The 1939 Play Ball set is one of the more recognizable gum issues in the pre-war era. The 161-card black and white issue includes several key cards, including Joe DiMaggio, as well as the rookie card of Hall of Famer Ted Williams.
One unique distinction of the set is that it is also known for being used to produce some of the earliest promo baseball cards.
While they certainly existed before, promo and sample cards really took off in the 1990s as collectors were introduced to mass-produced inserts, parallels, and all kinds of cards aside from base issues. But the Play Ball cards were some of the first true sample gum cards.
1939 Play Ball Sample Cards
1939 was the first year Play Ball cards were released and they were distributed by Gum, Inc. of Philadelphia. The cards maintained the same square-like appearance of the earlier Goudey issues but changed things up quite a bit from those. Instead of using color drawn artwork, the Play Ball set featured real black and white pictures of players. The cards were also a little unique in that they didn’t print the names of players on the front.
A total of three Play Ball sets would be released from 1939-41 but in 1939, they were an unknown. To help aid in advertisement of the cards, Gum, Inc. distributed sample cards of the first series (cards numbered 1-115) prior to the main product release.
Really, the cards could be classified as a couple of different things. Technically, they are gum cards since that’s what the regular issue falls under. But they are also a form of trade card since they served as an advertisement.
So where did these sample cards come from, exactly? Well, the mode of distribution has been a bit of an unknown.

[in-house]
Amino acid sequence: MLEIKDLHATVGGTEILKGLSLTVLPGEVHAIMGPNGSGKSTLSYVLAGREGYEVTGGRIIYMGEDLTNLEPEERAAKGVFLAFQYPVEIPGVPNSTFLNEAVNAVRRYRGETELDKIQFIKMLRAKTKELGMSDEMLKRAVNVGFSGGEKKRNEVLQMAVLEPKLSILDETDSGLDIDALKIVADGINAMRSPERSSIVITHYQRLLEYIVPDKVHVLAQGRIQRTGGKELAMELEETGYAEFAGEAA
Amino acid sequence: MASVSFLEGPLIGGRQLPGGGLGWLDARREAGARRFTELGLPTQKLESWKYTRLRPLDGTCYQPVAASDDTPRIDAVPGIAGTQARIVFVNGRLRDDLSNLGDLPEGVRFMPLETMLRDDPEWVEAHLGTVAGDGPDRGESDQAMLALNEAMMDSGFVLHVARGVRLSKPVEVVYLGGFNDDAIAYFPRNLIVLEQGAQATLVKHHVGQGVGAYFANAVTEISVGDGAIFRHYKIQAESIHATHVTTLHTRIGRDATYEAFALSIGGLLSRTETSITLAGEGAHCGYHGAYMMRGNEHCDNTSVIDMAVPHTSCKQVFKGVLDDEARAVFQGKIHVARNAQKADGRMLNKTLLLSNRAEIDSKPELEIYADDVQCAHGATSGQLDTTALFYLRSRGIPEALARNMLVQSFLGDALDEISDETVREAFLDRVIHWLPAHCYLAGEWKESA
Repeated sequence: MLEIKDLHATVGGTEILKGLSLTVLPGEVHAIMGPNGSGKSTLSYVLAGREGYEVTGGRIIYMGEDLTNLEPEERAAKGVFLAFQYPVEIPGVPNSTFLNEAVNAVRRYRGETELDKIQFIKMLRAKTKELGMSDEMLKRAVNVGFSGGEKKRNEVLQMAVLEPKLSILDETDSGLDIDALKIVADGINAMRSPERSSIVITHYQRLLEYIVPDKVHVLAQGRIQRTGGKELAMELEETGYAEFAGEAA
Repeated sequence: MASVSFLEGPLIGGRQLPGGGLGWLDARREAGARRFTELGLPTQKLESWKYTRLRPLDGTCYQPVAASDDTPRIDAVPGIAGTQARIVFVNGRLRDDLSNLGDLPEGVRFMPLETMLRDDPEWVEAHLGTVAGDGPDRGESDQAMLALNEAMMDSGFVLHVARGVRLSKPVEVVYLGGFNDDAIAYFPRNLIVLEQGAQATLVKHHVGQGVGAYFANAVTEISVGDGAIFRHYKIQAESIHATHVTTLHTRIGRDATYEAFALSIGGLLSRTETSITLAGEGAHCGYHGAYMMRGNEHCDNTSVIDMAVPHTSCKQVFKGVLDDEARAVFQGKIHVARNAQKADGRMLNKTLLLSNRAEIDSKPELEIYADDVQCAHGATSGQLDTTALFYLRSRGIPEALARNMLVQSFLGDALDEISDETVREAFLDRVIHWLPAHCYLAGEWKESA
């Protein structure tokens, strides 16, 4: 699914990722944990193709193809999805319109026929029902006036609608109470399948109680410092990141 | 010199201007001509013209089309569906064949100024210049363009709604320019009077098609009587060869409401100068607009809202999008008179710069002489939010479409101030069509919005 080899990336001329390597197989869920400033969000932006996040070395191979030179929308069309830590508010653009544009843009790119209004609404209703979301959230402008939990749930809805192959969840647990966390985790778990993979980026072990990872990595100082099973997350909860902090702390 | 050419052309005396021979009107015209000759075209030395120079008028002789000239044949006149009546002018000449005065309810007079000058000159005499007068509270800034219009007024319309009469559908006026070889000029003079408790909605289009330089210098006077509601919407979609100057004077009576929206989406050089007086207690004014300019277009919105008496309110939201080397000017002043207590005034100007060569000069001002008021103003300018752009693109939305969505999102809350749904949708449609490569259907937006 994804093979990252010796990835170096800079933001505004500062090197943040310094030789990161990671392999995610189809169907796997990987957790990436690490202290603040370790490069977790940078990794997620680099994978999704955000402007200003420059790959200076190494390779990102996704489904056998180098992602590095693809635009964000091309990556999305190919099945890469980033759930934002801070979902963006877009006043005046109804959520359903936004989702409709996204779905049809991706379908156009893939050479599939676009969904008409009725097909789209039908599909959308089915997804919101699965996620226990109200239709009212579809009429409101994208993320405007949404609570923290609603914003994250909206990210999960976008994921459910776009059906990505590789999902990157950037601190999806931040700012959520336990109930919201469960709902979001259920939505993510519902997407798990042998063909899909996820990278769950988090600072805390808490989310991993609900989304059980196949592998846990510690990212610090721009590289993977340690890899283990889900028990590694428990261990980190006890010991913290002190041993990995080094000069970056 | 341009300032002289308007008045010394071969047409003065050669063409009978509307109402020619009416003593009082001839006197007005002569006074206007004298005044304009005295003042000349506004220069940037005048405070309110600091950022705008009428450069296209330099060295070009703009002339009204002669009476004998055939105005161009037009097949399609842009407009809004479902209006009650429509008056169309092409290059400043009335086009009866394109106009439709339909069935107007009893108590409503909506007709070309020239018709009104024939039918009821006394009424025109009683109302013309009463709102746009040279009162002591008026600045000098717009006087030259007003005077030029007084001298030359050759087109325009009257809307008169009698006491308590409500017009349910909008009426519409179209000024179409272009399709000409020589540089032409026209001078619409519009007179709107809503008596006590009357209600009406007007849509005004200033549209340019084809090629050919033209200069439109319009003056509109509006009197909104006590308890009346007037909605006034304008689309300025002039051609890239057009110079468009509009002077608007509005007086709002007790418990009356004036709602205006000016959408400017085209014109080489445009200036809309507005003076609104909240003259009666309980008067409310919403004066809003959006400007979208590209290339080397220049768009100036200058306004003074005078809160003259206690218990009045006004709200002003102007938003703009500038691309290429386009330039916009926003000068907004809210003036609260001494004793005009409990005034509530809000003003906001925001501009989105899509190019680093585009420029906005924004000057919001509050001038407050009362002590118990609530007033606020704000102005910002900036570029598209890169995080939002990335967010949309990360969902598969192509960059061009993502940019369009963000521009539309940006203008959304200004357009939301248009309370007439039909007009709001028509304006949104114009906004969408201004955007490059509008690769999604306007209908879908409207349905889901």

They are often called ‘salesman samples,’ indicating they may have been hand-distributed by salesmen for the company. Other theories say the cards were given to retailers prior to their release to distribute in some manner to customers. Still, others say the cards were believed to have been distributed inside of other Gum, Inc. packages, as this auction account states. Whatever the case, the distribution of the sample cards paved the way for their release and alerted customers to the set.
The fronts of the cards are exactly the same as the regular cards. It’s the backs that served as the advertisement. Backs of the cards had the same black-print print as the regular cards as well but also had an advertisement printed in bold red ink over top of the standard back. It read:
“FREE Sample Card – Get your pictures of leading baseball players. Three picture cards packed in each package of “Play Ball America” Bubble Gum at your candy store.” The advertisement also provided the price of one cent at the bottom.
Rarity and Pricing
The sample cards are much rarer than the regular 1939 Play Ball cards. The PSA and SGC population reports don’t distinguish between the regular and the sample issues but it’s easy to see that the regular ones are more populous. One way to tell is by availability of the cards on eBay.
While about 2,000-3,000 regular Play Ball cards are generally available there, you usually won’t find any more than 50-100 of the sample cards at any given time. That would seem to point to the sample cards being about 30 to 40 times rarer.
Despite that, though, the prices for the sample cards aren’t really commensurate with that. The sample cards are generally worth more but commons sell for about two times regular cards while stars usually bring a smaller premium. The cards are certainly desired by Play Ball enthusiasts, type card collectors, and player collectors, but they don’t sell for crazy prices compared to the standard issues.
That said, those estimates are merely a guide. The cards have at times (and surely will continue to) sell for more on occasion. Because they are rare, eager collectors will pay more if need be in order to fill a hole in their collection.